Containers have captured the imagination of the IT sector since Docker came on the scene in 2013. But it wasn't...
until container adoption took off that imagination turned to reality for many enterprise IT organizations.
Container benefits are clear: The image format makes it easy for developers to build and distribute application code and dependencies, and IT operations can deploy that code in a consistent manner on VMs, bare metal and diverse cloud instances.
Container adoption changes how IT works on the back end. Persistent data storage is a challenge with inherently stateless containers. Security and isolation work differently for containers than for VMs, which are the most common form of abstraction between app code and IT infrastructure. Containers in development are an easy fit, but as container adoption moves to production, it requires new skills to manage provisioning, network setup and monitoring.
By the year 2020, more than 50% of companies will use container technology, up from less than 20% in 2017, according to research firm Gartner. Container adoption and the enthusiasm for the technology show a move from pilot projects to larger-scale deployments.
Among enterprises that use containers, 63% have more than 100 instances deployed, and 82% expect to have more than 100 deployed within the next two years, according to "Containers: Real Adoption and Use Cases in 2017," a Forrester report commissioned by Dell EMC, Intel and Red Hat.
Container adoption is also measured in dollar amounts. Nearly 70% of the companies queried in the Portworx "2017 Annual Container Adoption Survey" invested financially in containers at some level in 2017, leaping from 52% in 2016. The survey data shows that 32% of companies spend more than $100,000 on license and usage fees for container technology, and 10% of those big spenders are making million-plus dollar investments. Portworx reported this is a significant jump in sizeable investments from the previous year. The survey included responses from 491 IT pros across a variety of industries and company sizes.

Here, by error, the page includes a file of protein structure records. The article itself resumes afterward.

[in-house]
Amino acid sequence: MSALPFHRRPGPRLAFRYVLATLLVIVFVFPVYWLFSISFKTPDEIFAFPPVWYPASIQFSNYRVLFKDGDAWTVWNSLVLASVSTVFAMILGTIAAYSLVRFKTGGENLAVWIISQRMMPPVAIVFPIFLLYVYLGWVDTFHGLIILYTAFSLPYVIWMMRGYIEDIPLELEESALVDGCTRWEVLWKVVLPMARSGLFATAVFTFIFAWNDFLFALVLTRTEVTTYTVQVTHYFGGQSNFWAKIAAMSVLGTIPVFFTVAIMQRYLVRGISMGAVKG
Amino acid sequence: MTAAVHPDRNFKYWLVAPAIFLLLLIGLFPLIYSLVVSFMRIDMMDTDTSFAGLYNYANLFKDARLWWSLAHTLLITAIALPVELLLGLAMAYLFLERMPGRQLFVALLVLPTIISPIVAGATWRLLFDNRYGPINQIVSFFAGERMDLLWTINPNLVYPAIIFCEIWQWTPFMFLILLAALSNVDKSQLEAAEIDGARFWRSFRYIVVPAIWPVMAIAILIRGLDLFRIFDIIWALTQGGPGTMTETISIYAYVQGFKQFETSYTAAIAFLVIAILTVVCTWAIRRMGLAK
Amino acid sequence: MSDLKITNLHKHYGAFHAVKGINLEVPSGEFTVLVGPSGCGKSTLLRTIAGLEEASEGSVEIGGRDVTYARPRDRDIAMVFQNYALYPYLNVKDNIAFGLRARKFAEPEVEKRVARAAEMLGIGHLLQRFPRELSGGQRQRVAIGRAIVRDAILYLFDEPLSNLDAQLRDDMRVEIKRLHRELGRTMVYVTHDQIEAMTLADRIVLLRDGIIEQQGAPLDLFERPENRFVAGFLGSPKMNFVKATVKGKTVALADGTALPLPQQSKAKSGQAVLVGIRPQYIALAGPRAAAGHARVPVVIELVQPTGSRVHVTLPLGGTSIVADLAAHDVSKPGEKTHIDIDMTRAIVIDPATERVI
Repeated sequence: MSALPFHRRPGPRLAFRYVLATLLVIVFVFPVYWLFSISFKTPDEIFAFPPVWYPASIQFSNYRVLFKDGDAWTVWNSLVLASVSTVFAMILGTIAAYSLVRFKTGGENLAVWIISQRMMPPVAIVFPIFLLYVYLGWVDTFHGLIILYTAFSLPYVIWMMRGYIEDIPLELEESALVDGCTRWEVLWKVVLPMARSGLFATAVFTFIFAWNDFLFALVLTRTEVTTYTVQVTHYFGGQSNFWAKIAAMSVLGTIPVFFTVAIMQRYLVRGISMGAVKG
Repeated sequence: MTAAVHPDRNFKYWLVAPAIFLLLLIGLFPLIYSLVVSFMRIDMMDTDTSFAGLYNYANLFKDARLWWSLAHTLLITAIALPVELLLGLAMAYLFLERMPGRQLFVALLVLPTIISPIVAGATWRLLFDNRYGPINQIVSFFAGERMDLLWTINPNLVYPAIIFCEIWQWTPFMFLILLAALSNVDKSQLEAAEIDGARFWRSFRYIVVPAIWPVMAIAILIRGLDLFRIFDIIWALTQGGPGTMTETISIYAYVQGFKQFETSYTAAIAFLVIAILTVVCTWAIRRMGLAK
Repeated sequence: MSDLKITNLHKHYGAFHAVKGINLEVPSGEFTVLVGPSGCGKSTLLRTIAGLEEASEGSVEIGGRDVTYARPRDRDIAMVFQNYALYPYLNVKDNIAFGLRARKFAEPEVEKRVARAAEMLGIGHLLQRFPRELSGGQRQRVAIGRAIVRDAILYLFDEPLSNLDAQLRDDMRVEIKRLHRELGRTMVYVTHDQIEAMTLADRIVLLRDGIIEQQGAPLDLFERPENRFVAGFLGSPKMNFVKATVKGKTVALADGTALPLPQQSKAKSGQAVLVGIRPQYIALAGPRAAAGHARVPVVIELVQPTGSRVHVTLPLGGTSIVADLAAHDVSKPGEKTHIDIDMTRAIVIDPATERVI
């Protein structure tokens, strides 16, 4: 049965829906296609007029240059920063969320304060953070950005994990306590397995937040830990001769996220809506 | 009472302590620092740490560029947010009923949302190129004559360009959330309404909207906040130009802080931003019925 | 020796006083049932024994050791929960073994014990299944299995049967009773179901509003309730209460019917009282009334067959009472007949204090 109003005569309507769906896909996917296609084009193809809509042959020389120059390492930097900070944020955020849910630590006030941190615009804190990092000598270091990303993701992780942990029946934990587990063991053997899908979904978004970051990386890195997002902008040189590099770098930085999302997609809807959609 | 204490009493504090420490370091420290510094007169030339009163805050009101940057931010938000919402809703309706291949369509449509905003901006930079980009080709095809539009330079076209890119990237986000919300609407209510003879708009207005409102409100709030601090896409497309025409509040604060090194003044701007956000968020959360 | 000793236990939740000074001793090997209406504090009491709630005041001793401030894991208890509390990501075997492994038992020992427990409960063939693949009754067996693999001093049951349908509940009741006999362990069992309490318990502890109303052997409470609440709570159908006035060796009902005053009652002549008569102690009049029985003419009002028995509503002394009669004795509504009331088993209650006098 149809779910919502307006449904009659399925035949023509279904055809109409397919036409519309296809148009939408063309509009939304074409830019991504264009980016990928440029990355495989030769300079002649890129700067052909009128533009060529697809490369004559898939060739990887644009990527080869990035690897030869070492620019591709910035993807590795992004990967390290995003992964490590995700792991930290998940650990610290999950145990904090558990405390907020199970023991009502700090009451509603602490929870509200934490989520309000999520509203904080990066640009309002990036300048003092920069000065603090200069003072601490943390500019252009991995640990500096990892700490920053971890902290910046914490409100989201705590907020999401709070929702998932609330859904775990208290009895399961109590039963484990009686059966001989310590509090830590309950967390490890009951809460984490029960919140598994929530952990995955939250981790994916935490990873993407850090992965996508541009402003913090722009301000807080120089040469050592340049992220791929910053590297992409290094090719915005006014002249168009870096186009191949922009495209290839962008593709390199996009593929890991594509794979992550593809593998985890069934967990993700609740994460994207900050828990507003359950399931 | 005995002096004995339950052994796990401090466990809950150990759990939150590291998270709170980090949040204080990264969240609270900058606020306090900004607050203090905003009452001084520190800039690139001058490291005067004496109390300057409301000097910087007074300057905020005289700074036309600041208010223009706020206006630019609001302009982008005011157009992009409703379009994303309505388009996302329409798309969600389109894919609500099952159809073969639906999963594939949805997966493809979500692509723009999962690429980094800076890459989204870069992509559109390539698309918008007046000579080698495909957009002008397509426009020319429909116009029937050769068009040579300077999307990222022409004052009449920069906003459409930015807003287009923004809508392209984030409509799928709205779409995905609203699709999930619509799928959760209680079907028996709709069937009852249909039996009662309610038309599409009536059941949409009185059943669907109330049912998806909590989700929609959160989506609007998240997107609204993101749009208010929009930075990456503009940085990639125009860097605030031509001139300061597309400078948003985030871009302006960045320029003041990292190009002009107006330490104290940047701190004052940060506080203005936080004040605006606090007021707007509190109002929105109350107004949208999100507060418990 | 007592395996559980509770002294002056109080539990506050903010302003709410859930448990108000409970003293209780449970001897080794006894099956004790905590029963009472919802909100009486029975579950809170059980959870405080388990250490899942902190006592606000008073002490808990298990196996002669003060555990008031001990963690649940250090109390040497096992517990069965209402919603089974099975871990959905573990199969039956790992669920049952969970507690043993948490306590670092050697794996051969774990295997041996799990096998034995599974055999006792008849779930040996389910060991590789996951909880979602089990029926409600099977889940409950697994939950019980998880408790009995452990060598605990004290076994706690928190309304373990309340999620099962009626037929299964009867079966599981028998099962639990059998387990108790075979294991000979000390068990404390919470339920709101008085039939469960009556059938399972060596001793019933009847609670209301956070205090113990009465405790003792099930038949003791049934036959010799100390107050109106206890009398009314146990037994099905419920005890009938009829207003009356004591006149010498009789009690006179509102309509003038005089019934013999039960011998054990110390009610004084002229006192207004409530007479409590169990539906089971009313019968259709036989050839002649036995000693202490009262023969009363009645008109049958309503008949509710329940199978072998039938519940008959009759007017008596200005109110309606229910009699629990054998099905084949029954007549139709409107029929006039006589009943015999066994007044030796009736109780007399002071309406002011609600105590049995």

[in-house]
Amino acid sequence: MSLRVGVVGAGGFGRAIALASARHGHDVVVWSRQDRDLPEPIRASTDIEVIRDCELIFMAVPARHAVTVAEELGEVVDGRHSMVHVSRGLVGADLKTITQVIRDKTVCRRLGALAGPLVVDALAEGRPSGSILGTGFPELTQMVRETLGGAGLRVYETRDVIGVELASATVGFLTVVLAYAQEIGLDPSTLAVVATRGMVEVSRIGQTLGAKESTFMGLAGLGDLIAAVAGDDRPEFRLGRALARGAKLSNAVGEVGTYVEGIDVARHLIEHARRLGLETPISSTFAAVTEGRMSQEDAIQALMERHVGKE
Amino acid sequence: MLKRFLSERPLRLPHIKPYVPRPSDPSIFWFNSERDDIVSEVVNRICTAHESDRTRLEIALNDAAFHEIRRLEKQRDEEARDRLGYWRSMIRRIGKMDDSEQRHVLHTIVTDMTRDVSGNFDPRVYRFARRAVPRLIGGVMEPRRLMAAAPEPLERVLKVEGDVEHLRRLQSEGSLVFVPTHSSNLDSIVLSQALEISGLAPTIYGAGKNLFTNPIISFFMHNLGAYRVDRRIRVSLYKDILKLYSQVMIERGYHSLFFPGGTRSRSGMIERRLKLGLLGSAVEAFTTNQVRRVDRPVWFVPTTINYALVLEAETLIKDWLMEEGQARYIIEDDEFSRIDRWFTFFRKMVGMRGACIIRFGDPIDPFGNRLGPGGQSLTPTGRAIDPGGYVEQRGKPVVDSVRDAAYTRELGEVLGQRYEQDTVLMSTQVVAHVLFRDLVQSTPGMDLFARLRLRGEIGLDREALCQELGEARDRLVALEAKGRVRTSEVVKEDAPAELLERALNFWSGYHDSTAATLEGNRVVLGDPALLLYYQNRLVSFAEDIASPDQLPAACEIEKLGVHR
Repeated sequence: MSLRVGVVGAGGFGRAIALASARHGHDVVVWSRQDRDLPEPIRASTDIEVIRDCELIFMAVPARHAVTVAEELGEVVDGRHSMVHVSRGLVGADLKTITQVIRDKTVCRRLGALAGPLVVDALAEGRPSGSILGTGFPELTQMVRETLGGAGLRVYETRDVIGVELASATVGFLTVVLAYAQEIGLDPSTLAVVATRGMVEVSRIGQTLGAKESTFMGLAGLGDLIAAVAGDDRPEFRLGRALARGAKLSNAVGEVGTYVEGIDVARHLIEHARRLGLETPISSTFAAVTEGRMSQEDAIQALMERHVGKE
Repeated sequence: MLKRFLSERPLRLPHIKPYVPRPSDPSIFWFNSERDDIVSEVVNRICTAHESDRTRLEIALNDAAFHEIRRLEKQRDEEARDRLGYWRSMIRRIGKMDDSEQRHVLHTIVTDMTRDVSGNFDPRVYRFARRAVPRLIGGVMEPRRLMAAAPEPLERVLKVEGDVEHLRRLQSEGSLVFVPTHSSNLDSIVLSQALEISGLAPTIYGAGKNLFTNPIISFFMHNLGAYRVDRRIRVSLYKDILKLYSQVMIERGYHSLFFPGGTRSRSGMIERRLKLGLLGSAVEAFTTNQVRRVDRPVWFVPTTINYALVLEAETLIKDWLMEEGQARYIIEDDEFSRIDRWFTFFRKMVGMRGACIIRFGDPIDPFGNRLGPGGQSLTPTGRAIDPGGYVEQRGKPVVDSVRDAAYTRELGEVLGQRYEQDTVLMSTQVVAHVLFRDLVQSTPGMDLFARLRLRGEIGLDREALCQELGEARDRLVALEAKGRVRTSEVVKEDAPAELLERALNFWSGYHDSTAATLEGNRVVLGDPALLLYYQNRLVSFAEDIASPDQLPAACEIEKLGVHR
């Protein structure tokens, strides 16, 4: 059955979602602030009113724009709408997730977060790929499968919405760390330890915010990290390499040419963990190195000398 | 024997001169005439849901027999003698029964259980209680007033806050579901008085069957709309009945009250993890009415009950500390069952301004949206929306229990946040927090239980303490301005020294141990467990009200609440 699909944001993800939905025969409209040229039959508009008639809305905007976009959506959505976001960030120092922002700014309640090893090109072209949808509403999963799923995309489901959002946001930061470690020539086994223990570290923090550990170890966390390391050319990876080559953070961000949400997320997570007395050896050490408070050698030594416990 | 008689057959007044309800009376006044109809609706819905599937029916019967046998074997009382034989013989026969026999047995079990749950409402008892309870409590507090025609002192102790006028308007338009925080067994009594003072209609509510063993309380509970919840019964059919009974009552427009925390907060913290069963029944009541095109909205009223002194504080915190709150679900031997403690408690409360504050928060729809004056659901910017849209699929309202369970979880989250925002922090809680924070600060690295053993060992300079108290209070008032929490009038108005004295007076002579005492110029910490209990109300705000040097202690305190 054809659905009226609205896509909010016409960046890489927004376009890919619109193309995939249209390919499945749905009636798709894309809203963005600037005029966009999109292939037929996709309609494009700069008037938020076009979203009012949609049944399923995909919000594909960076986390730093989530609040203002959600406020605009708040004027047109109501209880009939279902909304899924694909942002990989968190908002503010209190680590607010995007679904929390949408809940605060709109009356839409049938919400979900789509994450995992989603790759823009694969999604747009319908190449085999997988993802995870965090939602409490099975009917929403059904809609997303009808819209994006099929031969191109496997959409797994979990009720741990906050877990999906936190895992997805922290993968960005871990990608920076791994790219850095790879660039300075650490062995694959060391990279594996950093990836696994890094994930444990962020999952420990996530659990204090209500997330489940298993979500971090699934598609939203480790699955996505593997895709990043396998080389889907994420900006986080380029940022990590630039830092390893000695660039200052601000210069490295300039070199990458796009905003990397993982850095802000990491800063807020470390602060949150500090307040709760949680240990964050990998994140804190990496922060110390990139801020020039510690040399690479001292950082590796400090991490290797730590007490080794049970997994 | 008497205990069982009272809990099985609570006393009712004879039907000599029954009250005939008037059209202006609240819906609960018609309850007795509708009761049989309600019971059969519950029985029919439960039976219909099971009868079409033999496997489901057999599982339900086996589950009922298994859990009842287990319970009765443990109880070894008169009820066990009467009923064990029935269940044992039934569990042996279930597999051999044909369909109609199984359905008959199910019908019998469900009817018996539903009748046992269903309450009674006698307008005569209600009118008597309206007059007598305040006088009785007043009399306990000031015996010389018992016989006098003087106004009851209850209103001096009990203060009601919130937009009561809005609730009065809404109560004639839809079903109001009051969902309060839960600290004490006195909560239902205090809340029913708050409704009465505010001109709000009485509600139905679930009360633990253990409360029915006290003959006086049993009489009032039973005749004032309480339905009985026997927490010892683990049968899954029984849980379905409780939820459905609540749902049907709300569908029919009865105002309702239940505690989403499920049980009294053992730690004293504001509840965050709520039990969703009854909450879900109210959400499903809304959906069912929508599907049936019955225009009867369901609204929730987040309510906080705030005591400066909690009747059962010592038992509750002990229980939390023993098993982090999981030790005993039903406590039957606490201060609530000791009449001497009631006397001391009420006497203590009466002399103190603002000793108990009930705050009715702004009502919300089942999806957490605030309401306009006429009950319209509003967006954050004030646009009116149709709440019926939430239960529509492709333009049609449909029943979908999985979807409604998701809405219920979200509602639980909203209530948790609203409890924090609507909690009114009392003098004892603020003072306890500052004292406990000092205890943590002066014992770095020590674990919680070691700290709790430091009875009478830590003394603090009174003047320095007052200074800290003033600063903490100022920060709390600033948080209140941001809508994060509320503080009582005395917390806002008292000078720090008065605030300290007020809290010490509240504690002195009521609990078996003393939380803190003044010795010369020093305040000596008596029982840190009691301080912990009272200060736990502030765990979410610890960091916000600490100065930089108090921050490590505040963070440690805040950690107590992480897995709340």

Editor's note: The spending range of $500,001-1 million on container license and usage fees was not tracked in the Portworx survey.
As production container adoption ramps up, the operations side of the IT organization must address concerns. The biggest roadblock to container technology deployment is security (37%), followed closely by data management (35%), cost (33%), reliability (32%) and scalability (31%), according to 195 qualified Forrester survey respondents.
While container use targets new and cloud-native app deployments as well as the modernization of existing ones, "application transformation is still in its infancy," according to Forrester analysis.
Container technology is increasingly in use across enterprise IT organizations -- underpinning cloud-native, mobile and cross-platform apps, as well as legacy ones. Although this story is still unfolding, it's clear that you'll deal with containers soon -- if not today, then in the future.